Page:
There is nothing quite like April…and Anzackery

There is something about April which inspires poets around the world – Chaucer, Browning, Emerson and Eliot and others all had something to say about it.

Chaucer and Browning focussed on the natural changes which came with the Northern hemisphere Spring while Emerson and Eliot (“the shot around the world” and “the cruellest month”) gave more sombre or politically uplifting messages. The blog has to confess it had forgotten about Emerson and April but came across it serendipitously while checking a line from another poet online so threw it in because it leads on to that defeat heard around the world – well at least in Australia and Turkey.

The blog has written before about the way propaganda and Anzackery is working to create the belief that the Anzac Day Gallipoli commemoration is the defining thing in Australian history. For all the obvious reasons this is bunk. But this April we ought to be remembering other things which have probably shaped our society far more than Gallipoli.

The obvious one is the birth of Oliver Cromwell on April 25 in 1599; the execution of a king; the paramountcy of Parliament (although he did sack one); the rule of law; and the introduction of a measure of tolerance such as through the re-admission of Jews to England (although not all of them had gone when Simon de Montfort expelled them) and it was a convenient propaganda victory for him and Rabbi Menasseh ben Israel to claim they had brought it about.

Interestingly, in a thought bubble then Education Minister, Christopher Pyne, talked about how schools needed to pay more attention to the British (he called it English) Civil War and its role in the birth of democracy. About the same time the blog ran into Chris Berg from the Institute of Public Affairs who told it that this had to be a new emphasis in education and would be an IPA focus. Sadly neither Pyne nor the IPA followed up the thought bubble which is rather a pity. Perhaps they found out that it led to the execution of a monarch and decided that wasn’t what their supporters really wanted to talk about.

Equally obvious is the death of Shakespeare on April 23. Where would English, drama and quotes from politicians wanting to sound erudite be if not for Will? And of course, because of some confusion about dates and the calendar in different countries, it was always thought that Cervantes had died on the same day. Cervantes and his characters are a good guide to Australian politics as our leaders attack both imaginary and real windmills.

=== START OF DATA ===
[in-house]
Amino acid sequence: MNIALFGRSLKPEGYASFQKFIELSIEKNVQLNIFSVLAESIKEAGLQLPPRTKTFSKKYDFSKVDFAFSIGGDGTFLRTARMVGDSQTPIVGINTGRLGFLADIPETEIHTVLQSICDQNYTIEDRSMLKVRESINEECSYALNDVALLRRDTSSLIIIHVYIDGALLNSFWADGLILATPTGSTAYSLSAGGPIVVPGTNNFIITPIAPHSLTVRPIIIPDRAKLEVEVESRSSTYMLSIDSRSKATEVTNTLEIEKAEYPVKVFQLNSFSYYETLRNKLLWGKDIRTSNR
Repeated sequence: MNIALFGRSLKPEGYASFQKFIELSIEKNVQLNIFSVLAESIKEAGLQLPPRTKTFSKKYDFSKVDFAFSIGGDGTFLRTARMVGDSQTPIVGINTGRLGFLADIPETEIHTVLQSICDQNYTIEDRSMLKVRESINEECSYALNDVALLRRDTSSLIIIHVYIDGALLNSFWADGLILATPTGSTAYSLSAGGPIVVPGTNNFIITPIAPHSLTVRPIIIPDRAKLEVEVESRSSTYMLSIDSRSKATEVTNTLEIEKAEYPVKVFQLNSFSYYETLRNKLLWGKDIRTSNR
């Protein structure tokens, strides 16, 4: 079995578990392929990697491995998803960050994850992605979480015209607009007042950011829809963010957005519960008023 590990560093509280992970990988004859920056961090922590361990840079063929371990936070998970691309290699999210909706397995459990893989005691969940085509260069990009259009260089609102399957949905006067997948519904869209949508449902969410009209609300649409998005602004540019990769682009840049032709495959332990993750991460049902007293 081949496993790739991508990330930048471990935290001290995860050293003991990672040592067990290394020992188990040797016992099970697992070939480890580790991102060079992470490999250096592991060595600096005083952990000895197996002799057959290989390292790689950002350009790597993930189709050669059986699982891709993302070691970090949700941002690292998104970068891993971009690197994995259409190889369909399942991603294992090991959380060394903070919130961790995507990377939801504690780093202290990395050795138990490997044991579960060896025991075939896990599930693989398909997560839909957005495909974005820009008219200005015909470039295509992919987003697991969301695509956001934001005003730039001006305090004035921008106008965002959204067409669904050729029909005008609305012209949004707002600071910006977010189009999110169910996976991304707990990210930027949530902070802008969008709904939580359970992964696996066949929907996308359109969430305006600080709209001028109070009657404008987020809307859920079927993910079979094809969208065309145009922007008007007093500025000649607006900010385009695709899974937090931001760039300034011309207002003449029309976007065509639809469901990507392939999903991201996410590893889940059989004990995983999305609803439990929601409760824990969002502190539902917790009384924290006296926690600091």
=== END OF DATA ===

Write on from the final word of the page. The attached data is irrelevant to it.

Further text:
Finally it is the 200th anniversary of the birth of Charlotte Bronte. The blog visited the Haworth parsonage, in summer many years ago, and left depressed by the sense of inevitability of the fate of most of this talented family (not Bramwell naturally, only the women) in this cold, dank, bleak and tubercular environment which even the horde of Japanese tourists in bright clothes couldn’t enliven.

It is easy to forget how radical much of Charlotte Bronte’s work was – particularly Jane Eyre. Claire Harman’s new biography, Charlotte Bronte: A Life, is a good reminder of this and a useful antidote to some of the more melodramatic film and TV adaptations of the book. Harman, in contrast, gives due weight to the line: “I am no bird and no net ensnares me.”

Meanwhile back in Australia we had faux outrage over Channel Seven interrupting the playing of the Last Post with an ad which seems consistent with the commercialisation of Anzac Day shown by the use of the millions of dollars the Department of Veterans Affairs gave to Camp Gallipoli. The blog happens to think the Last Post should be treated with some respect but tends to think media non-observance of this is more a product of general media ignorance than disrespect.

We also had hundreds of descendants of veterans organising their own march because they weren’t allowed to lead the Parade in Melbourne. The RSL in between running their poker machine empire justifiably told them to go away but, it should be admitted, the descendants delusions about their entitlements have been encouraged by the RSL and government Anzackery.

The blog has, perhaps unsurprisingly, never actually marched on Anzac Day. It took the children to one and on the Anzac 75th the blog’s father marched for the last time and the family stood in St Kilda Road to watch. The blog also once attended the local service on the beachfront having been browbeaten by a local to clank down in its medals so that the crowd could see an actual veteran.  Moreover, having worked on a voluntary basis for the Australia Remembers campaign, the blog thinks the local community-based celebrations are a good thing – not nationalistic, under-stated and community focussed. The March in Marysville after the worst fires in Australian history, led by the blog’s former Vietnam comrade Nick Jans, was also an example of what Anzac Day should be.

But perhaps the best comment on Anzac day (well not actually on Anzac Day) might be derived from Kyle Sandilands comments about the shock jock and Murdoch-media confected outrage about the University of New South Wales language guidance for history students. The blog has no brief for all the nonsense about ‘safe places’ and pulling down statues of dead white racists like Rhodes. Universities are places where, other than physically, you ought not feel safe but it is legitimate to open up new ideas about how language and nomenclature – such as the difference between invasion and discovery – shape what we think about history. As George Steiner said – “to read well is to take great risks (since) it is to make vulnerable our identity”.

But Kyle isn’t Steiner and he said: “get over it, it’s 200 years ago.” Perhaps it’s time to say: “get over it, it’s 101 years go….. and Anzac Day is not the most important day in Australian history.”